Sunday, 23 August 2009

Books in the West Midlands

People often complain how difficult it is to get things done in August because so many people are away on holiday with their families. I have to say that, over the last two-three weeks, I have encountered this frustration. Phone call after phone call and …

It was therefore almost with relief that my wife dragged me away to the West Midland this weekend to visit her parents.

I used the opportunity to relax and stick my head in some books. If you are interested I revisited my youth to read a Louis L’Amour western (I read dozens of his books when I was a teenager), followed that up with the biography of singer, actor and political campaigner Kris Kristofferson and then an amazing novel by Bernhard Schlink entitled The Reader.

Let us hope I haven’t got any of those names and titles wrong – see previous posting!

Thursday, 20 August 2009

Media coverage and ...oops!

Press coverage is a funny beast. Sometimes, it is great to see a campaign or an issue raised in the media; at other times, one can be disappointed at the coverage. And then there are those occasions when newspaper reports do not fully reflect what is said at meetings.

I had that experience recently following a Cornwall Council meeting when councillor expenses were debated. I made what I thought was a balanced contribution. I commented on a range of issues (which I will not go into in depth here) but included the fact that the make-up of the Council, in terms of age, etc, did not reflect the make-up of the wider population and this was partly to do with how the role was renumerated. I made a light-hearted comment about there being a lot of ‘grey hair’ in the Council chamber which was primarily a joke at myself – I may only be 42 but I certainly have few black hairs left on my head. I pointed to my head whilst making the comment and the punchline was so obvious that the Chairman of the meeting even beat me to it.

The ‘grey hair’ comment was reported in the press without the wider context, alongside a disconnected comment about encouraging younger people into politics. As a consequence, I have received post accusing me of being disrespectful to older people.

At the same time, I was pleased to be contacted by the Newquay Voice who told me they were going to report some comments I made on my blog (see my August 2nd posting) in what was last week’s paper. In the event, I was a little disappointed that the edit lost some sense of the original but they also kindly asked me to answer a series of questions (such as my favourite place in Cornwall, my three favourite films, etc) to print a profile of me in the same paper.

I was asked to produce the text within 5-6 hours and I duly obliged. It was a hard thing to do and I pondered over it quite a bit. For example, in terms of favourite books, I considered a number including Laurie Lee’s Cider with Rosie and Harper Lee’s To Kill a Mocking Bird – both of which I read as a child. Amazingly, I settled on “Laurie Lee’s To Kill a Mocking Bird” – a schoolboy error happily pointed out by Bob the Hat in his column in this week’s papers. To repeat what he said – oops!

For interest, the corrected version of my answers that were printed in the Newquay Voice is as follows:

Your three favourite books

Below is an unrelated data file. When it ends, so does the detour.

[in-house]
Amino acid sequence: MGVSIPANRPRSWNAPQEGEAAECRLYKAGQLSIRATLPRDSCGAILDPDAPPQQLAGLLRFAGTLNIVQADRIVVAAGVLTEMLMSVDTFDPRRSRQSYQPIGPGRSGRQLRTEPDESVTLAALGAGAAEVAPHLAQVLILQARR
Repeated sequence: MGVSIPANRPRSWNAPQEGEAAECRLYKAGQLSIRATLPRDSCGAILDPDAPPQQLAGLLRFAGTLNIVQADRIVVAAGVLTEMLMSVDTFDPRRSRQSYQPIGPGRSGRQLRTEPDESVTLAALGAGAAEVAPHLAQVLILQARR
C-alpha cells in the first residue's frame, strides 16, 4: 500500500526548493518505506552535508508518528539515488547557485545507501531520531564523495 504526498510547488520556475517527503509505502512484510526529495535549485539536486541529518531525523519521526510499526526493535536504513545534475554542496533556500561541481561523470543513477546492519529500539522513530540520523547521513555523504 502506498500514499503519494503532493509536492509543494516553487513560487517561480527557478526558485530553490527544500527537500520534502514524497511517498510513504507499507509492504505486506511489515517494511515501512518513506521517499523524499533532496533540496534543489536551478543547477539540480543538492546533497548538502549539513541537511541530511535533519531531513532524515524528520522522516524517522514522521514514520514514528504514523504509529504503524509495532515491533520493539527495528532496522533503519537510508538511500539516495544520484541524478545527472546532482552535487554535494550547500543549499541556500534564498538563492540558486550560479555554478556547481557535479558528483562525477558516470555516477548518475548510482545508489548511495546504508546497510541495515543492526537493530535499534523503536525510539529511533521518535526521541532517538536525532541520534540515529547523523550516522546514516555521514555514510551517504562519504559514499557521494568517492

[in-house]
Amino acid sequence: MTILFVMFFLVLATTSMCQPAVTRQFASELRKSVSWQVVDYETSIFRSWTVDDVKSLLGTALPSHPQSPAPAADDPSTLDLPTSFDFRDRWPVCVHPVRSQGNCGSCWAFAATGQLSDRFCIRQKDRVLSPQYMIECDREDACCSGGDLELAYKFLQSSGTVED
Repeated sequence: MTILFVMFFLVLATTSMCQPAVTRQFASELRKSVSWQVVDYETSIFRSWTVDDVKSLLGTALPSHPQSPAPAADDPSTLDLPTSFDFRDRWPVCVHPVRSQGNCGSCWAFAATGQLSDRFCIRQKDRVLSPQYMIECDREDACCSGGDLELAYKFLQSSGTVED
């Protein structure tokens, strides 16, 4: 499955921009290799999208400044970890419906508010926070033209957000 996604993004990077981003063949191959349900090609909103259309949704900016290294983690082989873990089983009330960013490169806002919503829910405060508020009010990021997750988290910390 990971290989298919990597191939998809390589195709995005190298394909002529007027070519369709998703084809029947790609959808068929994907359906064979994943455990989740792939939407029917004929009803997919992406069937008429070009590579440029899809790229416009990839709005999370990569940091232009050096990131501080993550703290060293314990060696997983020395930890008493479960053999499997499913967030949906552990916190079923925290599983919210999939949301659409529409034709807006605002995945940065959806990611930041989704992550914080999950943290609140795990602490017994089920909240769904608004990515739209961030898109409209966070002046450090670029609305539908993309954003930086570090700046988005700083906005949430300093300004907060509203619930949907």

My house is stacked floor to ceiling with books and it would extremely difficult to choose just three. But I will go for the recent biography of Gwynfor Evans (the first MP for Plaid Cymru – the Party of Wales); Harper Lee’s To Kill a Mockingbird which I first read as a pupil at Newquay Treviglas School and have re-read since; and 500 Nations: An Illustrated History of North American Indians by Alvin M. Josephy.

Your three favourite pieces of music
I have a very wide-ranging taste in music. Three favourites would be the What’s Going On album from Marvin Gaye, which mixes outstanding music with vital social comment; the Too-Rye-Ay album by Dexys Midnight Runners – a favourite of my youth – and a wonderful compilation that I have of the jazz saxophone player Paul Desmond.

Your three favourite films
I love historical epics and powerful films. Favourites would include Mel Gibson’s Braveheart (the Hollywood version of the life of Scottish rebel William Wallace); Cinderella Man starring Russell Crowe (the story of boxer Jim Braddock in the US Depression of the 1930s); and Frank Capra’s It’s a Wonderful Life starring James Stewart.

Your three favourite hobbies
My life is extremely busy and I don’t have hobbies as such. I support Redruth Rugby Club and try to get to most home games. It is also true that nothing beats a good walk on a Cornish moor or along our wonderful coastline.

Your favourite place in Cornwall
I grew up on the edge of the Goss Moor, where I am still at my most happy - especially in those more hidden areas that many walkers do not visit!

Your favourite food
My favourite would be the plate that is piled nice and high!

Your favourite shop
I love second-hand bookshops and have fond, sometimes expensive, memories of such shops throughout Cornwall and further afield.

Tuesday, 18 August 2009

Area networks

Today, I attended the second meeting of the Communities Overview and Scrutiny Committee. Three items were considered for further scrutiny (i) the Fire Service, (ii) a potential PFI bid for housing and (ii) Area Networks.

Unsurprisingly, I had a lot to say – particularly on the issue of affordable housing (more on that another time).

On the subject of the 19 Area Networks, there has been considerable informal debate by the members of the Council. The portfolio holder with responsibility says there is a commitment to the “Community Network Areas … as administrative areas” but some members appear less than supportive of the panels, that are planned to involve elected members and others, at the centre of the networks.

Some councillors appear worried that a large town would dominate rural parishes or indeed vice versa.